Said contract has a plethora of difficulties that have ensued. One general consensus is that being under this contract has made it much harder to hire staff. This is obviously not ideal in a current climate where staffing within the hospitality industry is already a nationwide issue. According to RSM, an American audit, tax, and consulting firm, the hospitality industry has lost more than 7.5 million jobs since March 2020. Covid has not been kind to restaurants, hotels, cafes, or college dining halls. The employees that we have now need understanding, compassion, and students to pick up shifts at the dining hall.

Unanimously throughout all my interviews, student engagement and kindness was centered as a noticeable positive to working at Bennington Dining Hall. Workers also take pride in the plethora of healthy food that they have to offer. “Let me start with the pros,” began Chef Steve emphatically. He went on to tell me, “What I realized I wanted to do was to make food from scratch from local farmers… I think my job here is to provide the most healthy experience that I can for students that are studying. As a chef here, you’re constantly learning and that’s the beauty of it. But the downside of that is that it takes a lot of hands to do it.” Sometimes the vision is compromised by the reality. 

You may be asking yourself as you read this, where exactly is the dining hall taking its hardest blows? Marisa Wiedl (Cook 1) and Chef Joshua Ruff immediately pointed to the fact that we currently have four cook positions, and some utility positions open. That means, as Marisa said, “We need all hands on deck at all moments of the work day.” At times responsibilities bleed through into other positions. That’s why you see cooks swiping ID cards or can feel the frustration on the other side of those very othering sneeze guards.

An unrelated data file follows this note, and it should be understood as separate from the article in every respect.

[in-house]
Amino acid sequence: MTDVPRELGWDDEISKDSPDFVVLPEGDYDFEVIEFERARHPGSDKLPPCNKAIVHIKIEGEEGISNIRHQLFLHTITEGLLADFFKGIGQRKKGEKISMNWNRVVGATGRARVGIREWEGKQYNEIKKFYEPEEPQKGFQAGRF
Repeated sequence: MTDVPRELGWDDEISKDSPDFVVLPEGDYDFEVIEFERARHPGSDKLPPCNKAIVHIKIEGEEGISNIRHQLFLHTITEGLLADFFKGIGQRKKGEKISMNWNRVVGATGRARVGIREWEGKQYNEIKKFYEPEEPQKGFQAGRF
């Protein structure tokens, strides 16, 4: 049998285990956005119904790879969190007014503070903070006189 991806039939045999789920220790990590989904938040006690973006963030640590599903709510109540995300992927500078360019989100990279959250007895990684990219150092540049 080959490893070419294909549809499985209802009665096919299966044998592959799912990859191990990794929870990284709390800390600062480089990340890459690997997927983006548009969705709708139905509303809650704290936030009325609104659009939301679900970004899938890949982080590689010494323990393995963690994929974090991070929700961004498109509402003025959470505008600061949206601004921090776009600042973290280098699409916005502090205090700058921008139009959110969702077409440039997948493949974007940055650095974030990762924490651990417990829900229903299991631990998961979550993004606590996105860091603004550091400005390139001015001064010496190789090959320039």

On top of the stress created internally; students suffer. The amenities have been slowly disappearing: metal utensils, dinner plates, even their hours of service have been scaled back. Some corners are just no longer able to be covered due to understaffing. According to Chef Joshua Ruff, some dining hall workers are working upwards of  “eighty, ninety hours per week” in order for you to have breakfast, lunch, and dinner. The atmosphere they work in is constantly changing, creating an unstable environment. Current employees have reached out to administrations in hopes of having their struggles addressed; still no one is being hired at the rate that we need in order to function in full. 

Chef Josh reported to me, “With the short amount of staff we have here, you know, even losing one person on one day has a whole ripple effect. I mean, it can go into the meal period where now I have a chef shut down a station because I don’t have anybody to actively execute that station. It factors into the student experience. I have to reduce the options I’m giving students, which pains me to say honestly.” 

The scramble seems to continue and as it continues it delineates. It seems that people on all sides of the equation are being affected: Chefs are not able to deliver the quality of food they want and students lose much needed dietary options. I asked Melissa about her wants for more transparency in her job and she replied, “I would just simply love to know when we are going to bring more people, more workers.” It could possibly be that the college/Aramark are just as in the dark as Marisa, but it’s strange that something that is creating “unhappiness amongst the staff… a divide…” is left up to a waiting game.